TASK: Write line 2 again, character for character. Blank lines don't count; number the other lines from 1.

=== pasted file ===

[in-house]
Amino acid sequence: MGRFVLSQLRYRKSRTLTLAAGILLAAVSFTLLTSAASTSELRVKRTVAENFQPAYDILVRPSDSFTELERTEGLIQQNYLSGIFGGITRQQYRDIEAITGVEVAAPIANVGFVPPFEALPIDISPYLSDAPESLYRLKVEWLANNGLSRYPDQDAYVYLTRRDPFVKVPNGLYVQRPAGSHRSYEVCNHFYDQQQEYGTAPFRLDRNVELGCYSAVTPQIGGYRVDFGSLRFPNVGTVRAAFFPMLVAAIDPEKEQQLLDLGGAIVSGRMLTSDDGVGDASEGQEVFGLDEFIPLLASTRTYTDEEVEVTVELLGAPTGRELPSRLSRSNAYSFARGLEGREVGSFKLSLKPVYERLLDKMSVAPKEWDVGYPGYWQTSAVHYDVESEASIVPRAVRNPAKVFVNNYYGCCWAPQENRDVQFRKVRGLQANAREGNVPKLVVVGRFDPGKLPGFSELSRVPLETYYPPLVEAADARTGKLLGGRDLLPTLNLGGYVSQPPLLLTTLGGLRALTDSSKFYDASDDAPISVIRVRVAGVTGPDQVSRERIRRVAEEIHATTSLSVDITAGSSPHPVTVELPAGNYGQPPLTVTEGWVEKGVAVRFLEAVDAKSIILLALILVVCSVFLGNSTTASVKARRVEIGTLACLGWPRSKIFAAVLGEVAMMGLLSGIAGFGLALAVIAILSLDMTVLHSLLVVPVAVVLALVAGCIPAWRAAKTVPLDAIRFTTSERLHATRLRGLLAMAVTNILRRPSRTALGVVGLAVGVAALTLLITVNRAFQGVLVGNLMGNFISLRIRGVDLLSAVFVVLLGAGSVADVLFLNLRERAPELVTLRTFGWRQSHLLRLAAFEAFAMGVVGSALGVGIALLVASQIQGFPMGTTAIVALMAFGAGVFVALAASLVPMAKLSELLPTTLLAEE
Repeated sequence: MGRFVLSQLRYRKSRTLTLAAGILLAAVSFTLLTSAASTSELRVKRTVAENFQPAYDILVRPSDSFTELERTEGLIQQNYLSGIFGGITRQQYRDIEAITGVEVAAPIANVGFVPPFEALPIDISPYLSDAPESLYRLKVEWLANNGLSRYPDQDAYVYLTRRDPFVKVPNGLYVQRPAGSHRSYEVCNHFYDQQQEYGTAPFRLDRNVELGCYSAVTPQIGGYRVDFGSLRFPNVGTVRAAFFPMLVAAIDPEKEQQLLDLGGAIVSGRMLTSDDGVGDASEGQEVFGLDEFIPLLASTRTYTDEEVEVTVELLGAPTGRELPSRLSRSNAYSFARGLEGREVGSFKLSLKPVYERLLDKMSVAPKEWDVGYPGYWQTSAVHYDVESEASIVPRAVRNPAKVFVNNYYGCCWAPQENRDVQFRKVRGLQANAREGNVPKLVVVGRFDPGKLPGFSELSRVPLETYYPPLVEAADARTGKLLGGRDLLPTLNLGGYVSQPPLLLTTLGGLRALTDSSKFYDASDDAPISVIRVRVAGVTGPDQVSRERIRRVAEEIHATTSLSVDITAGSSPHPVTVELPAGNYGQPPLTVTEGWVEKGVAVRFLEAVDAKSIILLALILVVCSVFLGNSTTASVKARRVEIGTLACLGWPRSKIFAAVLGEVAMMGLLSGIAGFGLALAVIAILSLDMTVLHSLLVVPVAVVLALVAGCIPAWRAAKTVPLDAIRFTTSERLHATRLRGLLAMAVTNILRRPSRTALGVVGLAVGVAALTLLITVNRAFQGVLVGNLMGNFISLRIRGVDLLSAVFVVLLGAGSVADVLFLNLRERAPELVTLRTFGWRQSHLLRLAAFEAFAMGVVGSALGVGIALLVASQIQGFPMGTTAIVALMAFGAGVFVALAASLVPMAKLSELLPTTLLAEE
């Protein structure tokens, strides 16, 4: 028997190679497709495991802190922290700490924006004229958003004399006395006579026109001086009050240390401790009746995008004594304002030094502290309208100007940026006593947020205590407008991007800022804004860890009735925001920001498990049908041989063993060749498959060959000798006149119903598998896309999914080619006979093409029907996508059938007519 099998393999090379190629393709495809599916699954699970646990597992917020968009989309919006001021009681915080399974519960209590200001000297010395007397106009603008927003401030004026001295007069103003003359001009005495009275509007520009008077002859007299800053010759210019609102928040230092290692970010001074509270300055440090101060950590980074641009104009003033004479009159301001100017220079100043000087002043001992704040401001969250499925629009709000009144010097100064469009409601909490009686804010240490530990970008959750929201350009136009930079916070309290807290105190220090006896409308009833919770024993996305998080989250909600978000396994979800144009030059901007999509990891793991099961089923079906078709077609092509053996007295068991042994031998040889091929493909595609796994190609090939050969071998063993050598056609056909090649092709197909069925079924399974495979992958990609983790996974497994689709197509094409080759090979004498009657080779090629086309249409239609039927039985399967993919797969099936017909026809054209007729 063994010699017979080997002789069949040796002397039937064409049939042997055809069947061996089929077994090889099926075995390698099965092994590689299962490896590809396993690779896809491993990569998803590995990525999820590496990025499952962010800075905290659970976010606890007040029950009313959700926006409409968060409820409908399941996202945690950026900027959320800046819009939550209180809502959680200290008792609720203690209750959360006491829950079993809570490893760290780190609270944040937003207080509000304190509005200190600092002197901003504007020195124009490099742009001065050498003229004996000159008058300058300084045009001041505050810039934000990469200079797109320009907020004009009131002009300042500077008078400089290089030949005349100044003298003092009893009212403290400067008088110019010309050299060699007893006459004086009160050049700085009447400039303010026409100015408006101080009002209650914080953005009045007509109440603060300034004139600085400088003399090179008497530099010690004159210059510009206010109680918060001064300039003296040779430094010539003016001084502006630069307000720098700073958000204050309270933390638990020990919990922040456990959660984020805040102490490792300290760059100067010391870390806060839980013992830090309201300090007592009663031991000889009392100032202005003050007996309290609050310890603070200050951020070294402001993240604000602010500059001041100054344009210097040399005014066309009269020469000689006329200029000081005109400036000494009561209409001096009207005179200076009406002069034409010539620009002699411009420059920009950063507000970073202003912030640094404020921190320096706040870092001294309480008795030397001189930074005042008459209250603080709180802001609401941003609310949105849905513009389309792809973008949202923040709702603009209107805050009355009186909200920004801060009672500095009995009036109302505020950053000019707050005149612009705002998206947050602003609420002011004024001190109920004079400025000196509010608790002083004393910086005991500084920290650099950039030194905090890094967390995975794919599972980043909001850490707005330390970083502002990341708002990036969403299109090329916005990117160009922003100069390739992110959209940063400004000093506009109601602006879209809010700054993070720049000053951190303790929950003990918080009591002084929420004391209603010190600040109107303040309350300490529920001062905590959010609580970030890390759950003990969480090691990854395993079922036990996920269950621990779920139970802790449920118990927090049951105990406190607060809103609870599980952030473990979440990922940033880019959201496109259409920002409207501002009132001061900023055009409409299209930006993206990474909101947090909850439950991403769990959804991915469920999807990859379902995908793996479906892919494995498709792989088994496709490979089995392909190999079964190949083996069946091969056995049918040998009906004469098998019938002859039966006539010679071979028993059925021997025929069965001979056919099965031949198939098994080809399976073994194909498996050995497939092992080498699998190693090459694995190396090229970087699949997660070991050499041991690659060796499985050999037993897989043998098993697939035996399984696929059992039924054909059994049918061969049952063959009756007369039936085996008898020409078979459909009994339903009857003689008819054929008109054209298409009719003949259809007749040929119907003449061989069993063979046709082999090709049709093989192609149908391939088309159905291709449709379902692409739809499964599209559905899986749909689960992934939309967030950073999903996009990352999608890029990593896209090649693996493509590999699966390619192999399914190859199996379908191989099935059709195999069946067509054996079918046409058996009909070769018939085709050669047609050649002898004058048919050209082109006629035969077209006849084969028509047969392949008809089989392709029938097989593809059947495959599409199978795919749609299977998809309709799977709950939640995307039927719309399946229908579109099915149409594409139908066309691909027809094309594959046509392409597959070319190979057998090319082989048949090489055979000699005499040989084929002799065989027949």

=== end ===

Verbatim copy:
Amino acid sequence: MGRFVLSQLRYRKSRTLTLAAGILLAAVSFTLLTSAASTSELRVKRTVAENFQPAYDILVRPSDSFTELERTEGLIQQNYLSGIFGGITRQQYRDIEAITGVEVAAPIANVGFVPPFEALPIDISPYLSDAPESLYRLKVEWLANNGLSRYPDQDAYVYLTRRDPFVKVPNGLYVQRPAGSHRSYEVCNHFYDQQQEYGTAPFRLDRNVELGCYSAVTPQIGGYRVDFGSLRFPNVGTVRAAFFPMLVAAIDPEKEQQLLDLGGAIVSGRMLTSDDGVGDASEGQEVFGLDEFIPLLASTRTYTDEEVEVTVELLGAPTGRELPSRLSRSNAYSFARGLEGREVGSFKLSLKPVYERLLDKMSVAPKEWDVGYPGYWQTSAVHYDVESEASIVPRAVRNPAKVFVNNYYGCCWAPQENRDVQFRKVRGLQANAREGNVPKLVVVGRFDPGKLPGFSELSRVPLETYYPPLVEAADARTGKLLGGRDLLPTLNLGGYVSQPPLLLTTLGGLRALTDSSKFYDASDDAPISVIRVRVAGVTGPDQVSRERIRRVAEEIHATTSLSVDITAGSSPHPVTVELPAGNYGQPPLTVTEGWVEKGVAVRFLEAVDAKSIILLALILVVCSVFLGNSTTASVKARRVEIGTLACLGWPRSKIFAAVLGEVAMMGLLSGIAGFGLALAVIAILSLDMTVLHSLLVVPVAVVLALVAGCIPAWRAAKTVPLDAIRFTTSERLHATRLRGLLAMAVTNILRRPSRTALGVVGLAVGVAALTLLITVNRAFQGVLVGNLMGNFISLRIRGVDLLSAVFVVLLGAGSVADVLFLNLRERAPELVTLRTFGWRQSHLLRLAAFEAFAMGVVGSALGVGIALLVASQIQGFPMGTTAIVALMAFGAGVFVALAASLVPMAKLSELLPTTLLAEE